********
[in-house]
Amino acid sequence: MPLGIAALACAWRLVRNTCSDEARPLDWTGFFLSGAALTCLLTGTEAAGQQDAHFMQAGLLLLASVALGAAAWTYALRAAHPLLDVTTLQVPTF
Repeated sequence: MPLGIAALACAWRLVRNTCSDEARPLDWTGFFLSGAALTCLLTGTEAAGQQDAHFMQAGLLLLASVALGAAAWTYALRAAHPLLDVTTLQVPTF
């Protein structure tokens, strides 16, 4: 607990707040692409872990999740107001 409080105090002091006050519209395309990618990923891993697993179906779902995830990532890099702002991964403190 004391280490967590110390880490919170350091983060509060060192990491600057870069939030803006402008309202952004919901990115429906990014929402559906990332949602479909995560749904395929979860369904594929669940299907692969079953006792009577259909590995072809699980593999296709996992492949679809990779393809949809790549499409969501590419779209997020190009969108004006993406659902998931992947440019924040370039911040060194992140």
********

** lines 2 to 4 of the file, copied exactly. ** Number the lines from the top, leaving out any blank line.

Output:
Amino acid sequence: MPLGIAALACAWRLVRNTCSDEARPLDWTGFFLSGAALTCLLTGTEAAGQQDAHFMQAGLLLLASVALGAAAWTYALRAAHPLLDVTTLQVPTF
Repeated sequence: MPLGIAALACAWRLVRNTCSDEARPLDWTGFFLSGAALTCLLTGTEAAGQQDAHFMQAGLLLLASVALGAAAWTYALRAAHPLLDVTTLQVPTF
């Protein structure tokens, strides 16, 4: 607990707040692409872990999740107001 409080105090002091006050519209395309990618990923891993697993179906779902995830990532890099702002991964403190 004391280490967590110390880490919170350091983060509060060192990491600057870069939030803006402008309202952004919901990115429906990014929402559906990332949602479909995560749904395929979860369904594929669940299907692969079953006792009577259909590995072809699980593999296709996992492949679809990779393809949809790549499409969501590419779209997020190009969108004006993406659902998931992947440019924040370039911040060194992140």